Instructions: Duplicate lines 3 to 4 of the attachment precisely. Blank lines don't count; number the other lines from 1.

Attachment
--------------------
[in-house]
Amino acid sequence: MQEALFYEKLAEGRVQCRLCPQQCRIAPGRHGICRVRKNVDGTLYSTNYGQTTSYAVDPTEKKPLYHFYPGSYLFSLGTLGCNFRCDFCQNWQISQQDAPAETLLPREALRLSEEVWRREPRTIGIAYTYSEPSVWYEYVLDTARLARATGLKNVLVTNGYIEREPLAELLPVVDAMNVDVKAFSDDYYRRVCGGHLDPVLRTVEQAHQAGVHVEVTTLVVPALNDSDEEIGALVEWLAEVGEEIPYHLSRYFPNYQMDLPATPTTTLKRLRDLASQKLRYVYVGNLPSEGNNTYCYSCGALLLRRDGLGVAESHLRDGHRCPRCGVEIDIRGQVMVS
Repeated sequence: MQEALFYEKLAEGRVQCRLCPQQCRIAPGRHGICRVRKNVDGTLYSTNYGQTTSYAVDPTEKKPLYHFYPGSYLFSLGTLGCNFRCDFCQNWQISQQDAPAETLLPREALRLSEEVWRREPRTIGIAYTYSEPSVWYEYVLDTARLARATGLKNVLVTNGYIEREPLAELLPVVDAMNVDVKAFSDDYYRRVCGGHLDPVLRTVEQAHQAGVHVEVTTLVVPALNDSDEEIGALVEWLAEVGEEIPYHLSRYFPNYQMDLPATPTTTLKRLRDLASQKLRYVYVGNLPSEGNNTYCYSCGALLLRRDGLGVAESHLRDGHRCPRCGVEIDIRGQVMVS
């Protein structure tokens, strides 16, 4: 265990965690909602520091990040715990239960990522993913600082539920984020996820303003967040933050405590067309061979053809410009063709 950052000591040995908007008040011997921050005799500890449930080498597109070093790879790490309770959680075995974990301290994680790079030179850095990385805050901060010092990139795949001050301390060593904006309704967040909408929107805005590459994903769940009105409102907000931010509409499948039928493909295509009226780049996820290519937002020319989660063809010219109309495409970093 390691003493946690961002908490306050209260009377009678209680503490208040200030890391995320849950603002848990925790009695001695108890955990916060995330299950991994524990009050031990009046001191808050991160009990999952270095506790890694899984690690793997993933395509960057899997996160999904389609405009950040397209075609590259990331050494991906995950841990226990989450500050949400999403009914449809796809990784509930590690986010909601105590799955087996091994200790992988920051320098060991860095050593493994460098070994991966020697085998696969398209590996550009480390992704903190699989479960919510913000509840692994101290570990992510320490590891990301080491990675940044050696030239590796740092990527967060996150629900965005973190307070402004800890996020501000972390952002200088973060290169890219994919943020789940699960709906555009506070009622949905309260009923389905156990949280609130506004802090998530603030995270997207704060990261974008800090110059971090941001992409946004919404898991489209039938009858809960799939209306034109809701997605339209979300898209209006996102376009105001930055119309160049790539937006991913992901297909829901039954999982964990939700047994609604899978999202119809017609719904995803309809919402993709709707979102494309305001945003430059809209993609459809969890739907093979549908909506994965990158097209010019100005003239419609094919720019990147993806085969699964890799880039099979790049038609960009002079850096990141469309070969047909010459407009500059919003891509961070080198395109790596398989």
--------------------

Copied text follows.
Repeated sequence: MQEALFYEKLAEGRVQCRLCPQQCRIAPGRHGICRVRKNVDGTLYSTNYGQTTSYAVDPTEKKPLYHFYPGSYLFSLGTLGCNFRCDFCQNWQISQQDAPAETLLPREALRLSEEVWRREPRTIGIAYTYSEPSVWYEYVLDTARLARATGLKNVLVTNGYIEREPLAELLPVVDAMNVDVKAFSDDYYRRVCGGHLDPVLRTVEQAHQAGVHVEVTTLVVPALNDSDEEIGALVEWLAEVGEEIPYHLSRYFPNYQMDLPATPTTTLKRLRDLASQKLRYVYVGNLPSEGNNTYCYSCGALLLRRDGLGVAESHLRDGHRCPRCGVEIDIRGQVMVS
């Protein structure tokens, strides 16, 4: 265990965690909602520091990040715990239960990522993913600082539920984020996820303003967040933050405590067309061979053809410009063709 950052000591040995908007008040011997921050005799500890449930080498597109070093790879790490309770959680075995974990301290994680790079030179850095990385805050901060010092990139795949001050301390060593904006309704967040909408929107805005590459994903769940009105409102907000931010509409499948039928493909295509009226780049996820290519937002020319989660063809010219109309495409970093 390691003493946690961002908490306050209260009377009678209680503490208040200030890391995320849950603002848990925790009695001695108890955990916060995330299950991994524990009050031990009046001191808050991160009990999952270095506790890694899984690690793997993933395509960057899997996160999904389609405009950040397209075609590259990331050494991906995950841990226990989450500050949400999403009914449809796809990784509930590690986010909601105590799955087996091994200790992988920051320098060991860095050593493994460098070994991966020697085998696969398209590996550009480390992704903190699989479960919510913000509840692994101290570990992510320490590891990301080491990675940044050696030239590796740092990527967060996150629900965005973190307070402004800890996020501000972390952002200088973060290169890219994919943020789940699960709906555009506070009622949905309260009923389905156990949280609130506004802090998530603030995270997207704060990261974008800090110059971090941001992409946004919404898991489209039938009858809960799939209306034109809701997605339209979300898209209006996102376009105001930055119309160049790539937006991913992901297909829901039954999982964990939700047994609604899978999202119809017609719904995803309809919402993709709707979102494309305001945003430059809209993609459809969890739907093979549908909506994965990158097209010019100005003239419609094919720019990147993806085969699964890799880039099979790049038609960009002079850096990141469309070969047909010459407009500059919003891509961070080198395109790596398989």